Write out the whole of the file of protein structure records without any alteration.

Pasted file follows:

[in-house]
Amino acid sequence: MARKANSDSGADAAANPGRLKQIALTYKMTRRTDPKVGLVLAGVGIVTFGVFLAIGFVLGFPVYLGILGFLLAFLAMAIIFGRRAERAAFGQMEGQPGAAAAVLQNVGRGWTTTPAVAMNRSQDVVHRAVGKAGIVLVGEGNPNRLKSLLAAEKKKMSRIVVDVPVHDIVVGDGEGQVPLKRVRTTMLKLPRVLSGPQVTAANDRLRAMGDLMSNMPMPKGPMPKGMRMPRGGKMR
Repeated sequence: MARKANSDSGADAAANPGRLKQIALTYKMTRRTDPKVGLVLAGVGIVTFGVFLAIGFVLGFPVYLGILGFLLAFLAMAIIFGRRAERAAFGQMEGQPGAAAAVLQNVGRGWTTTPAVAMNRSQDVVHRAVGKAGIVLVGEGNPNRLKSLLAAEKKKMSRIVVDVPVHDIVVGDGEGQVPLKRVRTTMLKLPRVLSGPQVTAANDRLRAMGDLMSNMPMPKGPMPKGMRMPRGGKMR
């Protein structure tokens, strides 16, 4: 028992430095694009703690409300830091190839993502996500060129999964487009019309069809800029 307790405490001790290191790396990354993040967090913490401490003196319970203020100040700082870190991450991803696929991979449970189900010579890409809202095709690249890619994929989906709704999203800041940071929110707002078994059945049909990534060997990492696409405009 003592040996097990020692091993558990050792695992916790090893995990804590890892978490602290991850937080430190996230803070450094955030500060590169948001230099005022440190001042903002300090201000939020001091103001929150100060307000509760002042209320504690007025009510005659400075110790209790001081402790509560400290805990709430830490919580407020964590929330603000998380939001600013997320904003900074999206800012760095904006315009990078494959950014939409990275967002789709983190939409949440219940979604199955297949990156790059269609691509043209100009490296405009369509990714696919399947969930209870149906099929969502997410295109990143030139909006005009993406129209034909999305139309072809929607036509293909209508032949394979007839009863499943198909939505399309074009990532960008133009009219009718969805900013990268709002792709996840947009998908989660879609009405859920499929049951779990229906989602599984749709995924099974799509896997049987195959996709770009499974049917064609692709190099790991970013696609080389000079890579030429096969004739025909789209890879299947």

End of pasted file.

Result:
[in-house]
Amino acid sequence: MARKANSDSGADAAANPGRLKQIALTYKMTRRTDPKVGLVLAGVGIVTFGVFLAIGFVLGFPVYLGILGFLLAFLAMAIIFGRRAERAAFGQMEGQPGAAAAVLQNVGRGWTTTPAVAMNRSQDVVHRAVGKAGIVLVGEGNPNRLKSLLAAEKKKMSRIVVDVPVHDIVVGDGEGQVPLKRVRTTMLKLPRVLSGPQVTAANDRLRAMGDLMSNMPMPKGPMPKGMRMPRGGKMR
Repeated sequence: MARKANSDSGADAAANPGRLKQIALTYKMTRRTDPKVGLVLAGVGIVTFGVFLAIGFVLGFPVYLGILGFLLAFLAMAIIFGRRAERAAFGQMEGQPGAAAAVLQNVGRGWTTTPAVAMNRSQDVVHRAVGKAGIVLVGEGNPNRLKSLLAAEKKKMSRIVVDVPVHDIVVGDGEGQVPLKRVRTTMLKLPRVLSGPQVTAANDRLRAMGDLMSNMPMPKGPMPKGMRMPRGGKMR
């Protein structure tokens, strides 16, 4: 028992430095694009703690409300830091190839993502996500060129999964487009019309069809800029 307790405490001790290191790396990354993040967090913490401490003196319970203020100040700082870190991450991803696929991979449970189900010579890409809202095709690249890619994929989906709704999203800041940071929110707002078994059945049909990534060997990492696409405009 003592040996097990020692091993558990050792695992916790090893995990804590890892978490602290991850937080430190996230803070450094955030500060590169948001230099005022440190001042903002300090201000939020001091103001929150100060307000509760002042209320504690007025009510005659400075110790209790001081402790509560400290805990709430830490919580407020964590929330603000998380939001600013997320904003900074999206800012760095904006315009990078494959950014939409990275967002789709983190939409949440219940979604199955297949990156790059269609691509043209100009490296405009369509990714696919399947969930209870149906099929969502997410295109990143030139909006005009993406129209034909999305139309072809929607036509293909209508032949394979007839009863499943198909939505399309074009990532960008133009009219009718969805900013990268709002792709996840947009998908989660879609009405859920499929049951779990229906989602599984749709995924099974799509896997049987195959996709770009499974049917064609692709190099790991970013696609080389000079890579030429096969004739025909789209890879299947």